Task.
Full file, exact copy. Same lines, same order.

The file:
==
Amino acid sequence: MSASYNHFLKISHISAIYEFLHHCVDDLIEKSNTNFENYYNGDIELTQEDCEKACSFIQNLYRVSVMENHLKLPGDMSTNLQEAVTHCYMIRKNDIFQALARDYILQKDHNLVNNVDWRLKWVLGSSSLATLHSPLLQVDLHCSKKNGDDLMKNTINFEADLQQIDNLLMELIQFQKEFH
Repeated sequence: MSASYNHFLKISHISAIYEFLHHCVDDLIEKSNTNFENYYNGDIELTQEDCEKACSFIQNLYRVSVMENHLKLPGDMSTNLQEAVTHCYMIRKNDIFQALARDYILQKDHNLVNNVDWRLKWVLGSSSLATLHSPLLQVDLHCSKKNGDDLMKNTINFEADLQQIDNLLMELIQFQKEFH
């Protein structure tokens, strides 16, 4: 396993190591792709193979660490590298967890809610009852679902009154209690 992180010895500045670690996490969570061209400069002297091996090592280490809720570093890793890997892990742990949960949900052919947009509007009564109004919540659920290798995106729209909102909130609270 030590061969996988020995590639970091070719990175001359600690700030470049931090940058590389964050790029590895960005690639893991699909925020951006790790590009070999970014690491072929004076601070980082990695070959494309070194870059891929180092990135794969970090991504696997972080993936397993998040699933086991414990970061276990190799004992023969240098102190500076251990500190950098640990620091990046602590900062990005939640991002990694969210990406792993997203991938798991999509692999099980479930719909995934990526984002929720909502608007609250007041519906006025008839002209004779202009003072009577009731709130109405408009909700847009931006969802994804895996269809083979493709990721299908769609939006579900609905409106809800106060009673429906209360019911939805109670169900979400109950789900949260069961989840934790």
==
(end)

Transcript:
Amino acid sequence: MSASYNHFLKISHISAIYEFLHHCVDDLIEKSNTNFENYYNGDIELTQEDCEKACSFIQNLYRVSVMENHLKLPGDMSTNLQEAVTHCYMIRKNDIFQALARDYILQKDHNLVNNVDWRLKWVLGSSSLATLHSPLLQVDLHCSKKNGDDLMKNTINFEADLQQIDNLLMELIQFQKEFH
Repeated sequence: MSASYNHFLKISHISAIYEFLHHCVDDLIEKSNTNFENYYNGDIELTQEDCEKACSFIQNLYRVSVMENHLKLPGDMSTNLQEAVTHCYMIRKNDIFQALARDYILQKDHNLVNNVDWRLKWVLGSSSLATLHSPLLQVDLHCSKKNGDDLMKNTINFEADLQQIDNLLMELIQFQKEFH
């Protein structure tokens, strides 16, 4: 396993190591792709193979660490590298967890809610009852679902009154209690 992180010895500045670690996490969570061209400069002297091996090592280490809720570093890793890997892990742990949960949900052919947009509007009564109004919540659920290798995106729209909102909130609270 030590061969996988020995590639970091070719990175001359600690700030470049931090940058590389964050790029590895960005690639893991699909925020951006790790590009070999970014690491072929004076601070980082990695070959494309070194870059891929180092990135794969970090991504696997972080993936397993998040699933086991414990970061276990190799004992023969240098102190500076251990500190950098640990620091990046602590900062990005939640991002990694969210990406792993997203991938798991999509692999099980479930719909995934990526984002929720909502608007609250007041519906006025008839002209004779202009003072009577009731709130109405408009909700847009931006969802994804895996269809083979493709990721299908769609939006579900609905409106809800106060009673429906209360019911939805109670169900979400109950789900949260069961989840934790």